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Unformatted text preview: 718 Book Reviews public (p. vii) and one presumably to a more scholarly audience. This history appears to be re ected in the wide variation, in di ff erent parts of the volume, in the amount of ground covered, in the level of detail, and in the degree to which rival scholarly interpretations are actively responded to (as opposed to being simply mentioned, sometimes with and sometimes without references). Of course, every book must treat some things more painstakingly than others. But scholars, at any rate, will sometimes fi nd themselves asking why they should accept the particular interpretation proposed, rather than one of the others admitted to be on o ff er elsewhere. These gripes should not, however, be allowed to obscure the books undeni- able merits. It is an important work, which should interest and stimulate a broad readership for some time to come. Department of Philosophy Johns Hopkins University 3400 N. Charles Street Baltimore, MD 212182686 USA Knowledge and its Limits , by Timothy Williamson. Oxford: Oxford Uni- versity Press, . Pp. xi + . H/b . . Knowledge and Its Limits is a splendid book that is certain to be in uential for a long time. It develops positions on an unusually broad range of topics (the nature of mental states, knowledge, justi fi cation, evidence, warranted asserta- bility, externalism and internalism, the iteration of knowledge, epistemic transparency, scepticism, probability) and o ff ers distinctive, carefully crafted arguments in defence of these positions. Williamson sees himself as developing a new, knowledge fi rst approach to epistemology. At the core of this approach is the thesis that knowing is a men- tal state and, indeed, a sui generis mental state, which cannot be adequately understood as a combination of internal conditions (for example, believing or believing with justi fi cation) and external conditions (for example, the envi- ronmental conditions that make the belief true). Because the concept knows picks out a sui generis mental state, Williamson feels free to make use of it, without threat of circularity, in developing accounts of evidence, justi fi cation, warranted assertability, and many other important epistemological concepts. Williamson employs a negative strategy to defend the thesis that knowing is sui generis , arguing that the contrary view is motivated by indefensible assumptions and that in exposing the indefensibility of these assumptions, he shifts the burden of proof. One of these assumptions is that knowing has an external component and, as such, cannot be a mental state. Williamson counters that beliefs, which almost everyone will grant are mental, are not wholly internal either and, hence, internality cannot be a test of the mental. He relies on a familiar line of argument, based on natural language semantics, to Book Reviews 719 defend the idea that believing is not wholly internal. According to the argu-defend the idea that believing is not wholly internal....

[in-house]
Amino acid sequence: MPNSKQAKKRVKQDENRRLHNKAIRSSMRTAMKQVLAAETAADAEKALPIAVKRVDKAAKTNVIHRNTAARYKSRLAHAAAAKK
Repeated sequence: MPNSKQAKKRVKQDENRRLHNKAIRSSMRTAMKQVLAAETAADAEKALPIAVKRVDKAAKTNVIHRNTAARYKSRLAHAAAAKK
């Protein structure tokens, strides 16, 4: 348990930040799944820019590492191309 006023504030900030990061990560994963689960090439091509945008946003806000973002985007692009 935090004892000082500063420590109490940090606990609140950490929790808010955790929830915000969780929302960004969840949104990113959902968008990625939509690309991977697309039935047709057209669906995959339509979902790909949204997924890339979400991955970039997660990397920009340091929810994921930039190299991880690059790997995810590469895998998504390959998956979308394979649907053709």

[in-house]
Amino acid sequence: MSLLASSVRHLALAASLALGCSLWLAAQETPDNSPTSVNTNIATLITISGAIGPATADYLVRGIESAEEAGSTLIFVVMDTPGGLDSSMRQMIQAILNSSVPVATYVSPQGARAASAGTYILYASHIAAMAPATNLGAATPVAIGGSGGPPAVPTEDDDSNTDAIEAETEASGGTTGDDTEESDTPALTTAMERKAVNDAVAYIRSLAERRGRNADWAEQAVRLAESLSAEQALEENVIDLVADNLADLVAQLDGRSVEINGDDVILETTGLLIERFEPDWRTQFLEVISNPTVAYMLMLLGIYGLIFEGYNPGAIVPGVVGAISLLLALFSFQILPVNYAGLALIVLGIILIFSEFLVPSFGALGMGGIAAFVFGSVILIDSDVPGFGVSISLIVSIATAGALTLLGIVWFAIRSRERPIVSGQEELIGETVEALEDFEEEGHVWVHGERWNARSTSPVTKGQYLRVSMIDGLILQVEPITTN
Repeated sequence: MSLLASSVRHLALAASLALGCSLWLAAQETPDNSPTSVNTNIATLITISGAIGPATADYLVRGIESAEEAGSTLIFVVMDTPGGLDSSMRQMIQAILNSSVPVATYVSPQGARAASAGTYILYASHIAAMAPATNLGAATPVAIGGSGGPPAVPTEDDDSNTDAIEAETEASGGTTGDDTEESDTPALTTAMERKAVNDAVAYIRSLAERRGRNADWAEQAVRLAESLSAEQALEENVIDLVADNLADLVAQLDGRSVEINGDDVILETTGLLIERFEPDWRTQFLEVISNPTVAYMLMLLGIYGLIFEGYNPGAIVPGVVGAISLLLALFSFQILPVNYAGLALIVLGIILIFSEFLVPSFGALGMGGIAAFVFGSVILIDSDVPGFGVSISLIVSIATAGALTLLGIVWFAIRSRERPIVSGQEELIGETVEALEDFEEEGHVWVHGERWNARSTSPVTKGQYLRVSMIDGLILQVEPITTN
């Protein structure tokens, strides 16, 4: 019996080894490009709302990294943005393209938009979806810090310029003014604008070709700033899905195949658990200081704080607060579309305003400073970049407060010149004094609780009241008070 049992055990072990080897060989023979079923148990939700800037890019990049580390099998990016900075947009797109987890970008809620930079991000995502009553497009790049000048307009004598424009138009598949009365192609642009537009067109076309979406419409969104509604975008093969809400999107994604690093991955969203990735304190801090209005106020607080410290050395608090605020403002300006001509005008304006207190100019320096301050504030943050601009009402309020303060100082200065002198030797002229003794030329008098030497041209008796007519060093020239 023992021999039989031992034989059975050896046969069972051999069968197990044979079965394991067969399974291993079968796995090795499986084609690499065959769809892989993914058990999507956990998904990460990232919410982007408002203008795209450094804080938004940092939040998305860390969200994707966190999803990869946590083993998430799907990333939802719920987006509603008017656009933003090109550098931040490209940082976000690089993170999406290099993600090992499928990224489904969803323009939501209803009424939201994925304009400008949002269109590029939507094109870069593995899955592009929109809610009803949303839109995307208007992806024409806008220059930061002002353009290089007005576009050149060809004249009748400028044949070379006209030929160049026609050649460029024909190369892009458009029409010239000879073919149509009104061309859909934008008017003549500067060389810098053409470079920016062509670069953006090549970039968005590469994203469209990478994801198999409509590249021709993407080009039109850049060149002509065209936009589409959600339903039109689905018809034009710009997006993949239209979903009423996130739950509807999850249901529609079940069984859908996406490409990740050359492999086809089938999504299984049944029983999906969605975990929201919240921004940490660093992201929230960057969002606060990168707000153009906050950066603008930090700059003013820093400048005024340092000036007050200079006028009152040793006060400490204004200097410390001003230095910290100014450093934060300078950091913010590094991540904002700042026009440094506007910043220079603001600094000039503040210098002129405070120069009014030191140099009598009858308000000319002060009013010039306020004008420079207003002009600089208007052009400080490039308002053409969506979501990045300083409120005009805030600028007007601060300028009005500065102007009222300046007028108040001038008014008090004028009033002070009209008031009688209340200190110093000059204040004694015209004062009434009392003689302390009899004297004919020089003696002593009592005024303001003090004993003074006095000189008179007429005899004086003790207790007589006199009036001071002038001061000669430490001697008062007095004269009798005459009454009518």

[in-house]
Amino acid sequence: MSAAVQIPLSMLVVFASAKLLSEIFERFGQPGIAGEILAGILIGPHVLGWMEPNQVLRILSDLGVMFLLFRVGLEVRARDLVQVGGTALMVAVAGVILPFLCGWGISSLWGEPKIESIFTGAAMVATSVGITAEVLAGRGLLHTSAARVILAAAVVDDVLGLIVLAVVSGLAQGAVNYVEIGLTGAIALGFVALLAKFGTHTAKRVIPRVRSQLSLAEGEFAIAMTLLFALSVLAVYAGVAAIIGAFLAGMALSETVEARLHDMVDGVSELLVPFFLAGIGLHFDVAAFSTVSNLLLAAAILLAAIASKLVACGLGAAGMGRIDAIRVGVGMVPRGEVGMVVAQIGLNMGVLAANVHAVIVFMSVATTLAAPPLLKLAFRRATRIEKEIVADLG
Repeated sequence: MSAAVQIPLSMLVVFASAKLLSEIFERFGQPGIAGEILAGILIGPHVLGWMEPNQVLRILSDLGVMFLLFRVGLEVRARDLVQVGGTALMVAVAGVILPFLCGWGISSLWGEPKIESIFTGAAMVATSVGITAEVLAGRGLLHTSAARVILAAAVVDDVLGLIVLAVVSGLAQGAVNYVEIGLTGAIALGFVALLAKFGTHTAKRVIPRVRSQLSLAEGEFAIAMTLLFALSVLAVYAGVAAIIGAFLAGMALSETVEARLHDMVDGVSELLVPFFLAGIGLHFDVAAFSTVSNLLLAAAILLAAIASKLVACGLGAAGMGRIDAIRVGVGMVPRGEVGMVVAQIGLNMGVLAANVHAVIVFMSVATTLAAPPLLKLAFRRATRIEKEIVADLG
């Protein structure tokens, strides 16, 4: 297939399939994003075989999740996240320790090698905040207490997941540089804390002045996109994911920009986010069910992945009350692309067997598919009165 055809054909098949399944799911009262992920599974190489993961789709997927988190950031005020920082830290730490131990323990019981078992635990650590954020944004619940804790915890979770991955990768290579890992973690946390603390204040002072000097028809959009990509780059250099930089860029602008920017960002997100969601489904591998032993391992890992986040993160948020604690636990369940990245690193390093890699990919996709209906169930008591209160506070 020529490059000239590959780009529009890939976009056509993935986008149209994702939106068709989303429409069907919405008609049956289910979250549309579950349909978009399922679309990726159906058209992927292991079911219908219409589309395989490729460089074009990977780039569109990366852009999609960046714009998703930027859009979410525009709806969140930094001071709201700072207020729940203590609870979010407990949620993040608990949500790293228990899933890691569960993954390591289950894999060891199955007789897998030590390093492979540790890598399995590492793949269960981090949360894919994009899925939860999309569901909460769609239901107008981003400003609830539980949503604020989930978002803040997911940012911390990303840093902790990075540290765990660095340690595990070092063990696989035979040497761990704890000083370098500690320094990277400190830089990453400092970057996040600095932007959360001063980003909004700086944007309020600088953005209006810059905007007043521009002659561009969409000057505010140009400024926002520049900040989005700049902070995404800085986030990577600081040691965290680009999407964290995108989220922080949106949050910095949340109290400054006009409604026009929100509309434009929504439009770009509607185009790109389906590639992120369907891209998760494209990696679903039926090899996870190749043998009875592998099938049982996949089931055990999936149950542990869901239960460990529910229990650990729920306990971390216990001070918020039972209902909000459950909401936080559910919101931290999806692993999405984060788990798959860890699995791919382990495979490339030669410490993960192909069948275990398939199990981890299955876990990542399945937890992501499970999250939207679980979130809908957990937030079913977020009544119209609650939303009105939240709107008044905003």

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This note was uploaded on 08/01/2008 for the course PHIL 290 taught by Professor Fitelson during the Fall '06 term at University of California, Berkeley.
- Fall '06